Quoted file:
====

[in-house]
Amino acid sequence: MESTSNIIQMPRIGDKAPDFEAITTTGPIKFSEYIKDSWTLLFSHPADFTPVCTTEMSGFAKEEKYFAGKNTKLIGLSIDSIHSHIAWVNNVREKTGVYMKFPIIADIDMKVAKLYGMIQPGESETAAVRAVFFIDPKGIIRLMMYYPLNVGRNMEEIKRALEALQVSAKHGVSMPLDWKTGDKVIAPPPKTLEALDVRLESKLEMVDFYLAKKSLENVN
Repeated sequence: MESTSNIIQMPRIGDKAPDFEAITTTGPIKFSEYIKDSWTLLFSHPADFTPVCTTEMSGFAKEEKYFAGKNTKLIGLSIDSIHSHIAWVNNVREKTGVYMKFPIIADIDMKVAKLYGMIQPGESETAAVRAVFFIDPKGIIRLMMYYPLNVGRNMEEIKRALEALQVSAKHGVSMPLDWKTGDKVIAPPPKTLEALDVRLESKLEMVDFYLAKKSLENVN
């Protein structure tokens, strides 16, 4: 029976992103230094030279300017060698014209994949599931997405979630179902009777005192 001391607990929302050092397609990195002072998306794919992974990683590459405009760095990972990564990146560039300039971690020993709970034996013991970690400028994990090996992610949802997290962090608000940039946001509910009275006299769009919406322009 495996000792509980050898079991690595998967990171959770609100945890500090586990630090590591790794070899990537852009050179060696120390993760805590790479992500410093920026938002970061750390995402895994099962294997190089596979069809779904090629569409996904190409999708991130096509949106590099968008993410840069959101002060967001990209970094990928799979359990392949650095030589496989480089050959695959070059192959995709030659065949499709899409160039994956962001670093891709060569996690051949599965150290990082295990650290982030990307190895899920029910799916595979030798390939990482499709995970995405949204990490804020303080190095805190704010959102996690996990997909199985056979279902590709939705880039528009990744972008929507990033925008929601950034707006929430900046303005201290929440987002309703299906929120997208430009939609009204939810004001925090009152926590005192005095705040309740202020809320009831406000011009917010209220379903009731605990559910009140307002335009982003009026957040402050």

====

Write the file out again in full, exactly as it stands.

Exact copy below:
[in-house]
Amino acid sequence: MESTSNIIQMPRIGDKAPDFEAITTTGPIKFSEYIKDSWTLLFSHPADFTPVCTTEMSGFAKEEKYFAGKNTKLIGLSIDSIHSHIAWVNNVREKTGVYMKFPIIADIDMKVAKLYGMIQPGESETAAVRAVFFIDPKGIIRLMMYYPLNVGRNMEEIKRALEALQVSAKHGVSMPLDWKTGDKVIAPPPKTLEALDVRLESKLEMVDFYLAKKSLENVN
Repeated sequence: MESTSNIIQMPRIGDKAPDFEAITTTGPIKFSEYIKDSWTLLFSHPADFTPVCTTEMSGFAKEEKYFAGKNTKLIGLSIDSIHSHIAWVNNVREKTGVYMKFPIIADIDMKVAKLYGMIQPGESETAAVRAVFFIDPKGIIRLMMYYPLNVGRNMEEIKRALEALQVSAKHGVSMPLDWKTGDKVIAPPPKTLEALDVRLESKLEMVDFYLAKKSLENVN
């Protein structure tokens, strides 16, 4: 029976992103230094030279300017060698014209994949599931997405979630179902009777005192 001391607990929302050092397609990195002072998306794919992974990683590459405009760095990972990564990146560039300039971690020993709970034996013991970690400028994990090996992610949802997290962090608000940039946001509910009275006299769009919406322009 495996000792509980050898079991690595998967990171959770609100945890500090586990630090590591790794070899990537852009050179060696120390993760805590790479992500410093920026938002970061750390995402895994099962294997190089596979069809779904090629569409996904190409999708991130096509949106590099968008993410840069959101002060967001990209970094990928799979359990392949650095030589496989480089050959695959070059192959995709030659065949499709899409160039994956962001670093891709060569996690051949599965150290990082295990650290982030990307190895899920029910799916595979030798390939990482499709995970995405949204990490804020303080190095805190704010959102996690996990997909199985056979279902590709939705880039528009990744972008929507990033925008929601950034707006929430900046303005201290929440987002309703299906929120997208430009939609009204939810004001925090009152926590005192005095705040309740202020809320009831406000011009917010209220379903009731605990559910009140307002335009982003009026957040402050």